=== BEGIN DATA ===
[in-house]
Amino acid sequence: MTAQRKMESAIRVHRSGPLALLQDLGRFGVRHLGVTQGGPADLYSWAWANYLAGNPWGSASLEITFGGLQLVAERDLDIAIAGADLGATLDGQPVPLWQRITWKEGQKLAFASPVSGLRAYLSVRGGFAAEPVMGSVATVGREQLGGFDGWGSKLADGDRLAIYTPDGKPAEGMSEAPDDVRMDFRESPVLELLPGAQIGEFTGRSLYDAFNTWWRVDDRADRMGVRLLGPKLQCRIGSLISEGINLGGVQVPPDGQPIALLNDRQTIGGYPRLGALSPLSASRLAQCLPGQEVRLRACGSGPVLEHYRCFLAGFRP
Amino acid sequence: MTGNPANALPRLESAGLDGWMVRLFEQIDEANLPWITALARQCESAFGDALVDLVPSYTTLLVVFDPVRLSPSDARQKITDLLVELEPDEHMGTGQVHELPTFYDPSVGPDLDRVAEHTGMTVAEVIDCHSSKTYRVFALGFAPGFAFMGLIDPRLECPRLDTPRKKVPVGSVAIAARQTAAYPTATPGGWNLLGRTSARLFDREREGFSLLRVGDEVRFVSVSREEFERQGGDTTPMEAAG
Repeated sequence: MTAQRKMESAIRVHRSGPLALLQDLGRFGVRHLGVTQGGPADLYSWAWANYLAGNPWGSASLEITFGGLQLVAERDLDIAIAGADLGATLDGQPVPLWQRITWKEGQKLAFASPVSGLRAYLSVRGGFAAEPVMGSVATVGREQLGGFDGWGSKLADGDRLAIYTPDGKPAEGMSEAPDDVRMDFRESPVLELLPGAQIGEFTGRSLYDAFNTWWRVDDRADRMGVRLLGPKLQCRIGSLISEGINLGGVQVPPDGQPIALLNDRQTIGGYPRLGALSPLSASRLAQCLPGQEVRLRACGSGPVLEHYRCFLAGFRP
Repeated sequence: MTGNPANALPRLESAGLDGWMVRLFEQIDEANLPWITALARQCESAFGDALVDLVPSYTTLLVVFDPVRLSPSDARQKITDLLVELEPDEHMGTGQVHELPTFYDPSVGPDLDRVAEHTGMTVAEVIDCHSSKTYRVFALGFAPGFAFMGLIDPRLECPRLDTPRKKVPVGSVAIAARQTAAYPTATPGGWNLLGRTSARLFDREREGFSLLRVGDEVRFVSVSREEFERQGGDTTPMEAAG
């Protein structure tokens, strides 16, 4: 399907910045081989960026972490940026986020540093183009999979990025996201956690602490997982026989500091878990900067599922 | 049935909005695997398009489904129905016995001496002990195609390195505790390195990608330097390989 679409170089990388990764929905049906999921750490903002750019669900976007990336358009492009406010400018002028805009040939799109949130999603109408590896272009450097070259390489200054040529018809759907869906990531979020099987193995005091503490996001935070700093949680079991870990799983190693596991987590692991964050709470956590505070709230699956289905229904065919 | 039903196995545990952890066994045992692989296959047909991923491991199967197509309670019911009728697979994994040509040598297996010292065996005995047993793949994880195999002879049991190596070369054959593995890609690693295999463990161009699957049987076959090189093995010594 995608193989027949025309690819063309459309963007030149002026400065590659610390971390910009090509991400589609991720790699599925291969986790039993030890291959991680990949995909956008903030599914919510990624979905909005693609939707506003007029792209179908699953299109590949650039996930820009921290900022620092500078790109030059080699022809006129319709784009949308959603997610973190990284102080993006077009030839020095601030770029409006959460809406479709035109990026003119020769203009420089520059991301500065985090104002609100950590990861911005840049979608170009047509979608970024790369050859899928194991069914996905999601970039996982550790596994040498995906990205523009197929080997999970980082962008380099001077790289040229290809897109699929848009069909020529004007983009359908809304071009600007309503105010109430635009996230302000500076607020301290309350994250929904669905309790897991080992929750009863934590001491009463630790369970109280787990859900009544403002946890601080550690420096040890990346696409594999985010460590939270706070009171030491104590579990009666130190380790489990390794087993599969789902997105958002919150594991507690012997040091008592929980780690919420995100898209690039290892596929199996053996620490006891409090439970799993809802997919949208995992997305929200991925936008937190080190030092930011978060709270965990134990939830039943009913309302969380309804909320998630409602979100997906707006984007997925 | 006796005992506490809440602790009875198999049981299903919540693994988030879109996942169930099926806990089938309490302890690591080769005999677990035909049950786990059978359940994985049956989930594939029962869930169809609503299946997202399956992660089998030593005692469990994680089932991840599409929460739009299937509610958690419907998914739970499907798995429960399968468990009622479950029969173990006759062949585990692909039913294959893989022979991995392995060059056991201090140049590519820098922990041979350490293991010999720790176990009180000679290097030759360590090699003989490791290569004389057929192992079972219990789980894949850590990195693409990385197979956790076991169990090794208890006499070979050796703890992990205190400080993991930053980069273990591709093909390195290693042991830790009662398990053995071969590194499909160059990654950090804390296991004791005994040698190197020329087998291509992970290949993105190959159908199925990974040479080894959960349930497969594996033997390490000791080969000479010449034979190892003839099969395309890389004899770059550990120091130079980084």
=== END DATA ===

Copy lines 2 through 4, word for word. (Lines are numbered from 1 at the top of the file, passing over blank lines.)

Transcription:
Amino acid sequence: MTAQRKMESAIRVHRSGPLALLQDLGRFGVRHLGVTQGGPADLYSWAWANYLAGNPWGSASLEITFGGLQLVAERDLDIAIAGADLGATLDGQPVPLWQRITWKEGQKLAFASPVSGLRAYLSVRGGFAAEPVMGSVATVGREQLGGFDGWGSKLADGDRLAIYTPDGKPAEGMSEAPDDVRMDFRESPVLELLPGAQIGEFTGRSLYDAFNTWWRVDDRADRMGVRLLGPKLQCRIGSLISEGINLGGVQVPPDGQPIALLNDRQTIGGYPRLGALSPLSASRLAQCLPGQEVRLRACGSGPVLEHYRCFLAGFRP
Amino acid sequence: MTGNPANALPRLESAGLDGWMVRLFEQIDEANLPWITALARQCESAFGDALVDLVPSYTTLLVVFDPVRLSPSDARQKITDLLVELEPDEHMGTGQVHELPTFYDPSVGPDLDRVAEHTGMTVAEVIDCHSSKTYRVFALGFAPGFAFMGLIDPRLECPRLDTPRKKVPVGSVAIAARQTAAYPTATPGGWNLLGRTSARLFDREREGFSLLRVGDEVRFVSVSREEFERQGGDTTPMEAAG
Repeated sequence: MTAQRKMESAIRVHRSGPLALLQDLGRFGVRHLGVTQGGPADLYSWAWANYLAGNPWGSASLEITFGGLQLVAERDLDIAIAGADLGATLDGQPVPLWQRITWKEGQKLAFASPVSGLRAYLSVRGGFAAEPVMGSVATVGREQLGGFDGWGSKLADGDRLAIYTPDGKPAEGMSEAPDDVRMDFRESPVLELLPGAQIGEFTGRSLYDAFNTWWRVDDRADRMGVRLLGPKLQCRIGSLISEGINLGGVQVPPDGQPIALLNDRQTIGGYPRLGALSPLSASRLAQCLPGQEVRLRACGSGPVLEHYRCFLAGFRP